Expert advice

With an ageing workforce, nurse numbers is no laughing matter

The health secretary’s defence of his pledge takes the focus off the real point, says James Buchan
Picture shows a female medic sitting at a desk and writing. The health secretary’s humorous defence of his pledge on nurse numbers takes the focus off the real point, says James Buchan.

The health secretarys defence of his pledge for 50,000 more nurses takes the focus off the real point

Health and social care secretary Matt Hancock recently mounted what was termed a tongue-in-cheek defence of his pledge to increase nurse numbers in the NHS in England.

Speaking at the launch of the Florence Nightingale Foundation academy in January, he said critics of the governments 50,000 more nurses policy did not understand the maths .

Taking account of nurses retiring and existing vacancies

Mr Hancock reportedly drew laughter when he said: We have made a commitment to 50,000 more nurses. Not necessarily 50,000 new nurses, although its interesting that

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The health secretary’s defence of his pledge for 50,000 ‘more’ nurses takes the focus off the real point

Picture shows a female medic sitting at a desk and writing. The health secretary’s humorous defence of his pledge on nurse numbers takes the focus off the real point, says James Buchan.
Picture: iStock

Health and social care secretary Matt Hancock recently mounted what was termed a ‘tongue-in-cheek defence’ of his pledge to increase nurse numbers in the NHS in England.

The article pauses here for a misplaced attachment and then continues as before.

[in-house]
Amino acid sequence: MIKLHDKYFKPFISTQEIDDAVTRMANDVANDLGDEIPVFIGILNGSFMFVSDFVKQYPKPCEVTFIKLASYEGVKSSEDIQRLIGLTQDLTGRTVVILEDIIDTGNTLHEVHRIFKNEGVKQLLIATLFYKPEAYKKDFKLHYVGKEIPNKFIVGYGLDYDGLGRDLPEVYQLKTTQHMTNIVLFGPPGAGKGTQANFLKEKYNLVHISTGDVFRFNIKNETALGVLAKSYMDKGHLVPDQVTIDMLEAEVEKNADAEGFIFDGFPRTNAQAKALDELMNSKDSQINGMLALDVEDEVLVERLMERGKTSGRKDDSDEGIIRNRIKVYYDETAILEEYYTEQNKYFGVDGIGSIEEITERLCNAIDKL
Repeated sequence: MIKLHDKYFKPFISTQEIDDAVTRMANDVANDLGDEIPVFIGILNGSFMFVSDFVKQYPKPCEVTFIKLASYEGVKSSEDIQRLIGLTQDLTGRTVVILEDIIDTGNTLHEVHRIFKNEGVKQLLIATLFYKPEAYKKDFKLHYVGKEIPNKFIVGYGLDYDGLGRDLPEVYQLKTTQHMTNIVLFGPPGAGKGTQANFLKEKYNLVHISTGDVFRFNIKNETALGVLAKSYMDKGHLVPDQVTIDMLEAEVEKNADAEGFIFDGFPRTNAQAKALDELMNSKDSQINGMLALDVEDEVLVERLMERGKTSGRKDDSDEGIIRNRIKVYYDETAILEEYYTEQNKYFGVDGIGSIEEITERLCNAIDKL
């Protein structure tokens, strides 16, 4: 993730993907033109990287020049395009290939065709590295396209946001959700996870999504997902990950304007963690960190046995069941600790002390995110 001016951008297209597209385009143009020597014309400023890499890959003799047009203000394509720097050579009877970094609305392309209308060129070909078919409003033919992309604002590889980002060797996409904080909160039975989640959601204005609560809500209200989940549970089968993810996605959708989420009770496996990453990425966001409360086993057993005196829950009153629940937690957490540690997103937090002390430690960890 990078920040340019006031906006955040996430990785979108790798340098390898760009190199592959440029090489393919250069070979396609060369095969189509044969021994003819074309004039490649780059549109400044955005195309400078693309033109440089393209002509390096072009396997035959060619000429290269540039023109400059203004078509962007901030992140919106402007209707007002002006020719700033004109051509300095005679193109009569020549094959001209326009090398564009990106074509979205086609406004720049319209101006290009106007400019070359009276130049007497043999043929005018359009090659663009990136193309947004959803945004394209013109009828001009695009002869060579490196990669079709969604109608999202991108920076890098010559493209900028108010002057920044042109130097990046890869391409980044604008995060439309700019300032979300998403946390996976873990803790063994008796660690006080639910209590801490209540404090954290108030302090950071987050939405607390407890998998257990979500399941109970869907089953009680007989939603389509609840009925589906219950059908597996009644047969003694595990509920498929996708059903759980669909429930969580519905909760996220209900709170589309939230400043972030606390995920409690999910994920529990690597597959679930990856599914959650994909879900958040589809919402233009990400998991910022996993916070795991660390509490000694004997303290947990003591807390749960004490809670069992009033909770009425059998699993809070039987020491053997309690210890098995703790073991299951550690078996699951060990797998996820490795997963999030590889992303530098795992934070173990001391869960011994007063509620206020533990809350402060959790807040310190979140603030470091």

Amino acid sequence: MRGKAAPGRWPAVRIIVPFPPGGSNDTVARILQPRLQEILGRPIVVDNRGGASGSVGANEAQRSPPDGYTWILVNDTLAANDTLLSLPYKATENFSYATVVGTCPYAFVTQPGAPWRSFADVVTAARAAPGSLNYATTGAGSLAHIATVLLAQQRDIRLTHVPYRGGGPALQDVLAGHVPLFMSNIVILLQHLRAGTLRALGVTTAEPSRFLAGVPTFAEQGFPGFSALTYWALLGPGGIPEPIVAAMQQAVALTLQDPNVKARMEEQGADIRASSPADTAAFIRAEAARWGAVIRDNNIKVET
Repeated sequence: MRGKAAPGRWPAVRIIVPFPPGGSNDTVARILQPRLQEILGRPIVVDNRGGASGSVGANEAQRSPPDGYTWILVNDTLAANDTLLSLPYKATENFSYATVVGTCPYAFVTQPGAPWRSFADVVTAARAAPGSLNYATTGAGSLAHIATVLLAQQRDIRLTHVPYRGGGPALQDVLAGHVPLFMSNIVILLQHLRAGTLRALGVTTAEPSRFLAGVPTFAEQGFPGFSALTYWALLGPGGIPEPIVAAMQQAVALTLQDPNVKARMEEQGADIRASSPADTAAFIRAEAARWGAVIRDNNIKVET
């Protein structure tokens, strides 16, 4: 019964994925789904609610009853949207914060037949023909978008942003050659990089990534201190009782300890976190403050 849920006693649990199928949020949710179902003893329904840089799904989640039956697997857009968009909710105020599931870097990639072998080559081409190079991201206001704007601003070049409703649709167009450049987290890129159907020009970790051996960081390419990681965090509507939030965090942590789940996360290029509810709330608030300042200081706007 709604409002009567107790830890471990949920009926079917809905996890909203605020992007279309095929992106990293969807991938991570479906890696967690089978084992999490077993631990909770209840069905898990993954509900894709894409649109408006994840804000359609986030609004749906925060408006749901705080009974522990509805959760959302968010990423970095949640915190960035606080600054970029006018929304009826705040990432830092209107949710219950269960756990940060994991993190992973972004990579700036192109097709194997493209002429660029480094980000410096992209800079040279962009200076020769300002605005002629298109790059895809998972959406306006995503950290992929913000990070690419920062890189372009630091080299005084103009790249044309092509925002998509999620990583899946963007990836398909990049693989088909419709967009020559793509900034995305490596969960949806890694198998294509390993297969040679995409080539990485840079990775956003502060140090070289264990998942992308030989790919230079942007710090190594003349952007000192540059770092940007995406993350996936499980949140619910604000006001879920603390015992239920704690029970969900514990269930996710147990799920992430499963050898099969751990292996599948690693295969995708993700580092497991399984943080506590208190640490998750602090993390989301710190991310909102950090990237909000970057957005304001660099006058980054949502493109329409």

Speaking at the launch of the Florence Nightingale Foundation academy in January, he said critics of the government’s ‘50,000 more nurses’ policy did not understand the maths.

Taking account of nurses retiring and existing vacancies

Mr Hancock reportedly drew laughter when he said: ‘We have made a commitment to 50,000 more nurses. Not necessarily 50,000 new nurses, although it’s interesting that there are more new nurses coming in over the next five years than 50,000. But let’s not let those who can’t understand the maths – the difference between new and more – get in the way of good policy.’

The Conservative party manifesto commitment was to have 50,000 ‘more’ nurses by 2024-25. This was immediately brokered down to 31,000 additional nurses because part of the plan was to encourage about 19,000 existing nurses to stay on.

As Mr Hancock hinted, the natural inflow of newly graduated nurses from UK preregistration education up to 2024-25 will likely allow the target to be met, if it is defined as ‘new’ nurses.

But this obviously takes no account of overall outflow across the same period, or the need to fill more than 44,000 registered nurse vacancies in the NHS in England alone.

Drawing attention away from the real problem

International recruitment will likely be ramped up, but more needs to be done to retain nurses, especially with an ageing workforce and more nurses nearing retirement age.

Staffing levels also need to be addressed urgently. This could improve staff retention by reducing nurses’ workloads, making NHS nursing less stressful.

Policy and politics are often about deflection – drawing attention away from the real problem by turning attention to another. In this case, focusing on what ‘more’ or ‘new’ may mean in the context of the pre-election promise is no laughing matter.

The real point is whether the 50,000 target, however it is defined, will be ‘enough’ nurses.


Picture of James Buchan, a professor in the faculty of health and social sciences at Queen Margaret University, Edinburgh. He says the health secretary’s humorous defence of his pledge on nurse numbers takes the focus off the real point.James Buchan is professor in the faculty of health and social sciences at Queen Margaret University, Edinburgh

 

 


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